Marlins manager Don Mattingly said criticisms being directed at Derek Jeter have been “unfair,” but the team’s new CEO “might be the first to admit that [he] would do some things a little differently.”
“I know what goes on from the inside so I know it’s unfair,” Mattingly said. “I have more information than you all. I know the truth in a lot of these matters. I know what really happened in these situations.”
Jeter has come under attack for some initial missteps.
But Mattingly said Jeter is probably experiencing the same sort of growing pains as a front office executive as he did early on as a player. Jeter made 56 errors in his first minor league season in 1993.
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“I kind of look back at Derek’s first year in pro ball,” Mattingly said. “He makes 50 something errors at shortstop, and we know what happened after that.”
Mattingly said he expects some of the public outcry to quiet as time passes.
“He’s had a lot on his plate, a lot going on, a lot happening very fast,” Mattingly said of Jeter, who moved into his executive role after the team’s sale was finalized in early October.
Mattingly said he was “excited” with the many moves the Marlins have been making, including the recent trade of Giancarlo Stanton to the New York Yankees.
“You recognize the disappointment with the fans,” said Mattingly, who will be returning for his third season with the Marlins. “[But] we needed to reset. It wasn’t working. What we were trying to accomplish and the way we were trying to do it, it just wasn’t working. We had to get a model going that was sustainable.”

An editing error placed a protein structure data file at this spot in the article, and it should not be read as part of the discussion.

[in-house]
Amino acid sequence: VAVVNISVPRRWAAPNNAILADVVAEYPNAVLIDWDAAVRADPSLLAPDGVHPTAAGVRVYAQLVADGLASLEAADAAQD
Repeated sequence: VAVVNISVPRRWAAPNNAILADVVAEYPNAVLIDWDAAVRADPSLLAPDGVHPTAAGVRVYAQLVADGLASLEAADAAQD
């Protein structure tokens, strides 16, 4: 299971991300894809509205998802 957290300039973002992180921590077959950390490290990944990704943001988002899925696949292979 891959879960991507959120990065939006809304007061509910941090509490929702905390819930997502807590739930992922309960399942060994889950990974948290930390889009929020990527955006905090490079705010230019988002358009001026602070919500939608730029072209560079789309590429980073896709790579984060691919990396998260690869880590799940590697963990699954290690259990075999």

Mattingly said he wished Stanton well after the trade was finalized Monday.
“I told him New York is a great place to play,” he said. “You’re never, as a manager, even going to act like you’re going to be better, or we can fill that spot — a guy that hits 59 homers with 130 something RBI. But on the back side of that, you recognize it still didn’t work. And it wasn’t working. There needed to be a change.”
The Marlins released starting pitcher Edinson Volquez to create space on their 40-man roster. Volquez threw the only no-hitter in the majors last season but underwent Tommy John surgery in August and isn’t expected to pitch again until September, at the earliest.
The Marlins are still on the hook for Volquez’s 2018 salary of $13 million.
President of baseball operations Michael Hill said the Marlins would still like to re-sign Volquez to a minor league deal as he works his way back.
The move leaves two open spots on the team’s 40-man roster, which the Marlins could fill with selections in Thursday’s Rule 5 Draft, or with players they acquire in the pending trade with the Cardinals for Marcell Ozuna.